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Friday, January 25, 2008

The case for pick-and-mix newspapers

The other day a friend said: I'd subscribe to the paper if I could just have the bits that I want. I don't want the business section or the sport section or the careers section, just the news section and magazines.

She doesn't like watching unread papers go straight into her groaning recycling bin. Me, I've no time for the magazines and would be happy with News, Business and a Technology section if there was one. You might well opt for News, Sport and nothing else, or just Sport.

This is, of course, exactly what we are able to do online by using an RSS aggregator or customisable homepage.

But what if newspapers could do it too? What if they could nail a way to distribute different configurations of their sections - perhaps a set number of options: the full edition, business edition, lifestyle edition or sport edition, say - and only make them available to subscribers. I don't know enough about print configurations or distribution channels to know if this is at all possible. Any thoughts?

It came to mind when I was re-reading a post from John Duncan, a former managing editor of the Observer and now an international newspaper consultant. Mr Duncan, who is unconvinced that the economics of online newspaper publishing stack up, says this: "The effort expended on making newspaper websites passably useful online would be far better spent on making newspapers more competitive and useful in print.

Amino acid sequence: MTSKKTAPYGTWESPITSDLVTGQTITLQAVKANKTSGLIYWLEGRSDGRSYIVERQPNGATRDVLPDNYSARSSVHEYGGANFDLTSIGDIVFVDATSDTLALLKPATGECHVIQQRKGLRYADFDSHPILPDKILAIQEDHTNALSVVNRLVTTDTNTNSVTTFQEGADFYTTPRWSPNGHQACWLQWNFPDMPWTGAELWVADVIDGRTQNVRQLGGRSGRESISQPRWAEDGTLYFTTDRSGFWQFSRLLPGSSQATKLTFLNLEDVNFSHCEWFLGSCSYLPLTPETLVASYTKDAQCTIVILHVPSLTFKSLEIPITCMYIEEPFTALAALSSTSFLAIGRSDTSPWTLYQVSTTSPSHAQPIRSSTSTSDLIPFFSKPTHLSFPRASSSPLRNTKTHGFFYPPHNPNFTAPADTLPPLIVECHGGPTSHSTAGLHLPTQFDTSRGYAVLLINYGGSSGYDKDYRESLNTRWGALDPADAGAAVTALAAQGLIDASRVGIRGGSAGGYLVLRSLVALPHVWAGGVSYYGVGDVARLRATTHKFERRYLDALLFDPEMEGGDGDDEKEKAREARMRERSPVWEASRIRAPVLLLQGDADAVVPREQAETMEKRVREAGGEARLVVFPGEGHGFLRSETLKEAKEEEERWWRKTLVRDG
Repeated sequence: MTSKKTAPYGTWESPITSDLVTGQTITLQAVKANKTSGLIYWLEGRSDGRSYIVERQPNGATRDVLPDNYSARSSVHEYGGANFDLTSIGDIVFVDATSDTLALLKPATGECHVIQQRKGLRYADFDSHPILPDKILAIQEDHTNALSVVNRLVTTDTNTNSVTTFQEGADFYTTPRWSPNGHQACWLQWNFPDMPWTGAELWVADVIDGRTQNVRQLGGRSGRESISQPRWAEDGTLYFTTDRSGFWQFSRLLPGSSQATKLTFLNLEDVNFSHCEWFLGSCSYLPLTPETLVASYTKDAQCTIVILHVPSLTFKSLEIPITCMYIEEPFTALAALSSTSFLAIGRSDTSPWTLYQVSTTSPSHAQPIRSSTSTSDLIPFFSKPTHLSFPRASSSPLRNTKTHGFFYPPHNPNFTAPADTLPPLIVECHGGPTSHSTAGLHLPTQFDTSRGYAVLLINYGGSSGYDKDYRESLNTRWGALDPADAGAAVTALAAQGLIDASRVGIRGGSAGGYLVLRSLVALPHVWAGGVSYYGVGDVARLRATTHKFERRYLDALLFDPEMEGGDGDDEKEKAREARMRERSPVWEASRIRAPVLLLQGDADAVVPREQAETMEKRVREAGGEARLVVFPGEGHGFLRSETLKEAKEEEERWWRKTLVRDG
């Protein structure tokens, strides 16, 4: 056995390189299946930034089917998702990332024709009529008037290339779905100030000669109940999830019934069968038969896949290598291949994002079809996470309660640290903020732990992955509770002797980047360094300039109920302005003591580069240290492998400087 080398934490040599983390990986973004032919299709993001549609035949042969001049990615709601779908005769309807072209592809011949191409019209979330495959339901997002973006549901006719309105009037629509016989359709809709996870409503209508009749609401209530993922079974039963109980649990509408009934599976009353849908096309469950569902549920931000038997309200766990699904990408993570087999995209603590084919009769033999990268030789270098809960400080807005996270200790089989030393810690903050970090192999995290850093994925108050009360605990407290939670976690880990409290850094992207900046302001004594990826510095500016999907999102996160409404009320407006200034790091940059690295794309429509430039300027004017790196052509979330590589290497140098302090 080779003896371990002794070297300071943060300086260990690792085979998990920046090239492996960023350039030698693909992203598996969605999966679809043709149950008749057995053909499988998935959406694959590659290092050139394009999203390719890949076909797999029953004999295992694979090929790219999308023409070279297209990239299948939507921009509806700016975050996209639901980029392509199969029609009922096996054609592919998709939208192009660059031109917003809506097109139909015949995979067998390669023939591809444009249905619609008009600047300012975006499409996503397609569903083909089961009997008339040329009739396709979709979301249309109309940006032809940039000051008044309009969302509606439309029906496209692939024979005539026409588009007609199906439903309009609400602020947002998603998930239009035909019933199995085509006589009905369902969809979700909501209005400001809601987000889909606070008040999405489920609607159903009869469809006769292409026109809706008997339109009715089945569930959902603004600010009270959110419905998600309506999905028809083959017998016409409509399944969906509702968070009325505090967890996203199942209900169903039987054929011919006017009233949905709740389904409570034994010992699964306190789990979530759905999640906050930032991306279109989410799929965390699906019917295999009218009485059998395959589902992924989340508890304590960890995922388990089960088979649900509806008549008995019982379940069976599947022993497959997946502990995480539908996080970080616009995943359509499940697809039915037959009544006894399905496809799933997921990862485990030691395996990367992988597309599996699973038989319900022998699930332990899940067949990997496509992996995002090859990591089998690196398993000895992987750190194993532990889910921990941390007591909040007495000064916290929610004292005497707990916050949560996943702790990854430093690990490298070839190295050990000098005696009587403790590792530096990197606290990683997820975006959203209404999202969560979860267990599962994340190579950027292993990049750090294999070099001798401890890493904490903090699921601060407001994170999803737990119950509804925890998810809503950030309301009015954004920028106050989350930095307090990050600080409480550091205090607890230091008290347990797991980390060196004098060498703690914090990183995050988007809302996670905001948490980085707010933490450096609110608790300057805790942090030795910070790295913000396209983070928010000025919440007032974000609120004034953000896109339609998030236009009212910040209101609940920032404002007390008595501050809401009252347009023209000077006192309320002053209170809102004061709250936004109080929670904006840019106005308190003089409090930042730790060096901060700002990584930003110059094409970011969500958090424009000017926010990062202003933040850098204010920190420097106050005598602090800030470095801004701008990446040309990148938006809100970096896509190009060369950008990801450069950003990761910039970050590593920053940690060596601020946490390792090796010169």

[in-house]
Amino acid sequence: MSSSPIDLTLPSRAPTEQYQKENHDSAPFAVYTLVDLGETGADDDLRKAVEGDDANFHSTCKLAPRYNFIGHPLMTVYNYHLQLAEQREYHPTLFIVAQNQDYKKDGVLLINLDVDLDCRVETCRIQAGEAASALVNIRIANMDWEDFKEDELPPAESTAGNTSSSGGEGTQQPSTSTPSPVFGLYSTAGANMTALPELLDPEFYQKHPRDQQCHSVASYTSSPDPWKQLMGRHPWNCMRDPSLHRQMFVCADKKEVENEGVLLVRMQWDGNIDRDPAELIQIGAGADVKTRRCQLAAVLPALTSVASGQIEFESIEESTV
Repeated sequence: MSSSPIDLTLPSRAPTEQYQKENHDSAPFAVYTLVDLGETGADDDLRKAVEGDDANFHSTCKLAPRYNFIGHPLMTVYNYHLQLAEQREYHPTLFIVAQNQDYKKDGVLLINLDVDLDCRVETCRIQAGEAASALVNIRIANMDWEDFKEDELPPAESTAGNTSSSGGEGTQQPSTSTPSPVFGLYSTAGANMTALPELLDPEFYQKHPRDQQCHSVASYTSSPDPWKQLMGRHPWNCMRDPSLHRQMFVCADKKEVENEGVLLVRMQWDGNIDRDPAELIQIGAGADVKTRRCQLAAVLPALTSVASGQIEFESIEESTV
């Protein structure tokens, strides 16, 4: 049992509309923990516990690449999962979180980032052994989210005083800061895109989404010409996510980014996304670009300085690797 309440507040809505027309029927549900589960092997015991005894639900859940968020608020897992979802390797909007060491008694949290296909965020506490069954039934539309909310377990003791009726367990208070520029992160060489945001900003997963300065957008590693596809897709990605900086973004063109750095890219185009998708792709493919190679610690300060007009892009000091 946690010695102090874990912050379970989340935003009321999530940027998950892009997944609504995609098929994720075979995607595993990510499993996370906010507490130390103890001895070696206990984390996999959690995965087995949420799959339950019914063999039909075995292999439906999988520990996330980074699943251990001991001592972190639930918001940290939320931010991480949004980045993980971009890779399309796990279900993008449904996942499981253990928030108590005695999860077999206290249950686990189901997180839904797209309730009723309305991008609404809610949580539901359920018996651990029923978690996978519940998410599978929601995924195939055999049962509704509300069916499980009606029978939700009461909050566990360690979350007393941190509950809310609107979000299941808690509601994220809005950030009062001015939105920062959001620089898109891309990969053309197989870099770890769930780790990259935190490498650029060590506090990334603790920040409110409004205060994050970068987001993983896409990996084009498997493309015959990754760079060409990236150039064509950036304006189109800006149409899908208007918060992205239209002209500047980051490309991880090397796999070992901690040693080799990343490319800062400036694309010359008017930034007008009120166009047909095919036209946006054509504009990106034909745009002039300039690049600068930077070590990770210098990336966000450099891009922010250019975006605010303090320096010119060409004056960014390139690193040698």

"More flexible distribution would be a start, so we could offer a different product to different people and get it to them when they want to read it. Better products help too. The Observer sells more copies now than it did in 1995 thanks to the past seven years of product innovation."

His post has been kicking around for a while but is worth a read. If you're a digital skeptic it will make your day. He's done some fairly comprehensive comparative maths on the Guardian online vs print and come up with the following: "Even after 10 years of spectacular growth, with broadband penetration now high and newspapers said to be in danger of total irrelevance, The Guardian is still read by vastly more people in the UK than Guardian Unlimited."